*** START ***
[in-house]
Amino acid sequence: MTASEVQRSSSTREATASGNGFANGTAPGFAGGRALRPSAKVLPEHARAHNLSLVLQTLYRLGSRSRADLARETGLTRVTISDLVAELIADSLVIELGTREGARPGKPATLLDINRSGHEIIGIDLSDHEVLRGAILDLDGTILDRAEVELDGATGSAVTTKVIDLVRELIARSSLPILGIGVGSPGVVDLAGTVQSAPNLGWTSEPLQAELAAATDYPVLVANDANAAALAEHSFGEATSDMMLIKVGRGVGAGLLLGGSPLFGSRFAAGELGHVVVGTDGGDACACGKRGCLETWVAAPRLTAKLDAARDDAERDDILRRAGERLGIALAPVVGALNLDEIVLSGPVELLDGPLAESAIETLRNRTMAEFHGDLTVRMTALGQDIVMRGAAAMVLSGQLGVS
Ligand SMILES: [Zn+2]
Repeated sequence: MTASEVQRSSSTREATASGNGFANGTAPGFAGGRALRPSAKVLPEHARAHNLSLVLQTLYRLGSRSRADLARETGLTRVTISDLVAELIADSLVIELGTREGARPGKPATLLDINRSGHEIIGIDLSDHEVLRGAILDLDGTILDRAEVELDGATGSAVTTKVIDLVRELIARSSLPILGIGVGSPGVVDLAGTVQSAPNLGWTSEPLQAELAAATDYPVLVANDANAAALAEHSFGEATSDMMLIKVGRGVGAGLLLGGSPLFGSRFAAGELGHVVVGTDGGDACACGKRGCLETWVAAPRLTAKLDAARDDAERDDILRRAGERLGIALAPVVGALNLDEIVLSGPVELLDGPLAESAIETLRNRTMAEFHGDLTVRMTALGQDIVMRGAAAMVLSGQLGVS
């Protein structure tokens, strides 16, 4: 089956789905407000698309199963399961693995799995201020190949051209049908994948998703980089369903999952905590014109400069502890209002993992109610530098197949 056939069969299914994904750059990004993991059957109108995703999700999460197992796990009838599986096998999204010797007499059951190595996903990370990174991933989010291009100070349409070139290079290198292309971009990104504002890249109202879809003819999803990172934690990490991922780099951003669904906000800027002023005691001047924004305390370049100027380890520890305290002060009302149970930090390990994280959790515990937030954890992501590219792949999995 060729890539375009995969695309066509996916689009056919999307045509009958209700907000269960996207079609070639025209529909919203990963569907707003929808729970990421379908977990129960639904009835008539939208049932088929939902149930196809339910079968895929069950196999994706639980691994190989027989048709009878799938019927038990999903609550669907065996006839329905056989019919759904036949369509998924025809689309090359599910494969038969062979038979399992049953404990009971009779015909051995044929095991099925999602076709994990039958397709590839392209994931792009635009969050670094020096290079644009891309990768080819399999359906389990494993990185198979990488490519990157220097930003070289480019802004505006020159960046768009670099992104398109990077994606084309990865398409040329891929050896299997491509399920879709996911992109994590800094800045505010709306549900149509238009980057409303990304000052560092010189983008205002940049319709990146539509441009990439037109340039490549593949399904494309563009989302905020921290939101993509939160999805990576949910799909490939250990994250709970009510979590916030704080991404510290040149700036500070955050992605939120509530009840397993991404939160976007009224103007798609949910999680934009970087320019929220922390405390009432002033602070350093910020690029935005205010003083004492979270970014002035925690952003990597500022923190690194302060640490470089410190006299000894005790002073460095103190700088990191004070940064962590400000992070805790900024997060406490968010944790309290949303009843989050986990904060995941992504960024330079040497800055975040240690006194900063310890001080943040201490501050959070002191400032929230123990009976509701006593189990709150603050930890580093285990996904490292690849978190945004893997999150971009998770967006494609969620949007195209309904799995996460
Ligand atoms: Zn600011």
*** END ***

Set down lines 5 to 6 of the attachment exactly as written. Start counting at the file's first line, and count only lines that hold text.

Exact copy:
């Protein structure tokens, strides 16, 4: 089956789905407000698309199963399961693995799995201020190949051209049908994948998703980089369903999952905590014109400069502890209002993992109610530098197949 056939069969299914994904750059990004993991059957109108995703999700999460197992796990009838599986096998999204010797007499059951190595996903990370990174991933989010291009100070349409070139290079290198292309971009990104504002890249109202879809003819999803990172934690990490991922780099951003669904906000800027002023005691001047924004305390370049100027380890520890305290002060009302149970930090390990994280959790515990937030954890992501590219792949999995 060729890539375009995969695309066509996916689009056919999307045509009958209700907000269960996207079609070639025209529909919203990963569907707003929808729970990421379908977990129960639904009835008539939208049932088929939902149930196809339910079968895929069950196999994706639980691994190989027989048709009878799938019927038990999903609550669907065996006839329905056989019919759904036949369509998924025809689309090359599910494969038969062979038979399992049953404990009971009779015909051995044929095991099925999602076709994990039958397709590839392209994931792009635009969050670094020096290079644009891309990768080819399999359906389990494993990185198979990488490519990157220097930003070289480019802004505006020159960046768009670099992104398109990077994606084309990865398409040329891929050896299997491509399920879709996911992109994590800094800045505010709306549900149509238009980057409303990304000052560092010189983008205002940049319709990146539509441009990439037109340039490549593949399904494309563009989302905020921290939101993509939160999805990576949910799909490939250990994250709970009510979590916030704080991404510290040149700036500070955050992605939120509530009840397993991404939160976007009224103007798609949910999680934009970087320019929220922390405390009432002033602070350093910020690029935005205010003083004492979270970014002035925690952003990597500022923190690194302060640490470089410190006299000894005790002073460095103190700088990191004070940064962590400000992070805790900024997060406490968010944790309290949303009843989050986990904060995941992504960024330079040497800055975040240690006194900063310890001080943040201490501050959070002191400032929230123990009976509701006593189990709150603050930890580093285990996904490292690849978190945004893997999150971009998770967006494609969620949007195209309904799995996460
Ligand atoms: Zn600011």